- Cyber resilience
- Digital continuity
- Disaster recovery
- Disaster recovery and business continuity auditing
- Disaster risk reduction
- Emergency management
- Man-made hazards
- Natural hazards
- Risk management
- Scenario planning
- Systems engineering
- System lifecycle
- "How to Build an Effective and Organized Business Continuity Plan". Forbes. June 26, 2015.
- "Surviving a Disaster" (PDF). American Bar.org (American Bar Association). 2011.
- Elliot, D.; Swartz, E.; Herbane, B. (1999) Just waiting for the next big bang: business continuity planning in the UK finance sector. Journal of Applied Management Studies, Vol. 8, No, pp. 43–60. Here: p. 48.
- Alan Berman (March 9, 2015). "Constructing a Successful Business Continuity Plan". Business Insurance Magazine.
- Ian McCarthy; Mark Collard; Michael Johnson. "Adaptive organizational resilience: an evolutionary perspective". Current Opinion in Environmental Sustainability. 28: 33–40. doi:10.1016/j.cosust.2017.07.005.
- Intrieri, Charles (10 September 2013). "Business Continuity Planning". Flevy. Retrieved 29 September 2013.
- "Guidance & Directives - FEMA.gov".
- "A Guide to the preparation of a Business Continuity Plan" (PDF).
- "Business Continuity Planning (BCP) for Businesses of all Sizes". 19 April 2017.
- Yossi Sheffi (October 2005). The Resilient Enterprise: Overcoming Vulnerability for Competitive Enterprise. MIT Press.
- "Transform. The Resilient Economy".
- "Building A Resilient Nation: Enhancing Security, Ensuring a Strong Economy report" (PDF). Reform Institute. October 2008.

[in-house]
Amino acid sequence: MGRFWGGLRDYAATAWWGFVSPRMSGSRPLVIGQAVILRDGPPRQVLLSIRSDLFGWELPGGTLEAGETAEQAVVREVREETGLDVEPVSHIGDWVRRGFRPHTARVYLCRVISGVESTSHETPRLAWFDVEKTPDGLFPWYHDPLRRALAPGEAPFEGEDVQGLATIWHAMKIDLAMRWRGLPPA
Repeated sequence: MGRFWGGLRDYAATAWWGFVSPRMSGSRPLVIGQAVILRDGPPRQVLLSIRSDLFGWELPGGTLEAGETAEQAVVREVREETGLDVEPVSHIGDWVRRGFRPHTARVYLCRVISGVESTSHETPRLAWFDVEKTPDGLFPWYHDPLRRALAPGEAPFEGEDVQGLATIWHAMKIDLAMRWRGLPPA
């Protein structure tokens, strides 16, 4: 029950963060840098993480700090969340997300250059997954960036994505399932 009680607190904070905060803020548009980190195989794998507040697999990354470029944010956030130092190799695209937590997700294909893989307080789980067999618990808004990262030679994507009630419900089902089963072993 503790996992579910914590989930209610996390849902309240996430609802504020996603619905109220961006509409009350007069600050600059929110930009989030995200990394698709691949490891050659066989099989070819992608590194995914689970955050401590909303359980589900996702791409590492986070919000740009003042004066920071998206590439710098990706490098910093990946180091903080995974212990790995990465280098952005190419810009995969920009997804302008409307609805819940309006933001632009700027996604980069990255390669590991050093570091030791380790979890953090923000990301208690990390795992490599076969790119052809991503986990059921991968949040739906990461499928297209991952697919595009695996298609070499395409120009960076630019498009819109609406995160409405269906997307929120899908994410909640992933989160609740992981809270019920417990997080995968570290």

- "Business Continuity Plan". United States Department of Homeland Security. Retrieved 4 October 2018.
- "Emergency Planning" (PDF).
- Helen Clark (August 15, 2012). "Can your Organization survive a natural disaster?" (PDF). RI.gov.
- May, Richard. "Finding RPO and RTO". Archived from the original on 2016-03-03.
- "Maximum Acceptable Outage (Definition)". riskythinking.com. Albion Research Ltd. Retrieved 4 October 2018.
- "BIA Instructions, BUSINESS CONTINUITY MANAGEMENT - WORKSHOP" (PDF). driecentral.org. Disaster Recovery Information Exchange (DRIE) Central. Retrieved 4 October 2018.
- "Plain English ISO 22301 2012 Business Continuity Definitions". praxiom.com. Praxiom Research Group LTD. Retrieved 4 October 2018.
- "Medical supply location and distribution in disasters". SCHOLAR.google.com.
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- Chloe Demrovsky (December 22, 2017). "Holding It All Together". Manufacturing Business Technology Magazine.
- developed by SHARE's Technical Steering Committee, working with IBM
- Ellis Holman (March 13, 2012). "A Business Continuity Solution Selection Methodology" (PDF). IBM Corp.
- British Standards Institution (2014). Societal security – Business continuity management Systems – Requirements: London
- "ITIL® glossary and abbreviations".
- British Standards Institution (2006). Business continuity management-Part 1: Code of practice :London
- Cabinet Office. (2004). overview of the Act. In: Civil Contingencies Secretariat Civil Contingencies Act 2004: a short. London: Civil Contingencies Secretariat
- "Business Continuity Plan Template".
- Resilient Nation. Demos. April 2009.
- Improving Disaster Resilience. Australian Government. May 12, 2009.
- "Resilient Organisations". March 22, 2011.
- "Resilience Diagnostic". November 28, 2017.
- "Glossary of Business Continuity Terms".
- "Disaster Recovery Plan Checklist" (PDF). CMS.gov.
- Othman. "Validation of a Disaster Management Metamodel (DMM)". SCHOLAR.google.com.
- Business Continuity Planning, FEMA, Retrieved: June 16, 2012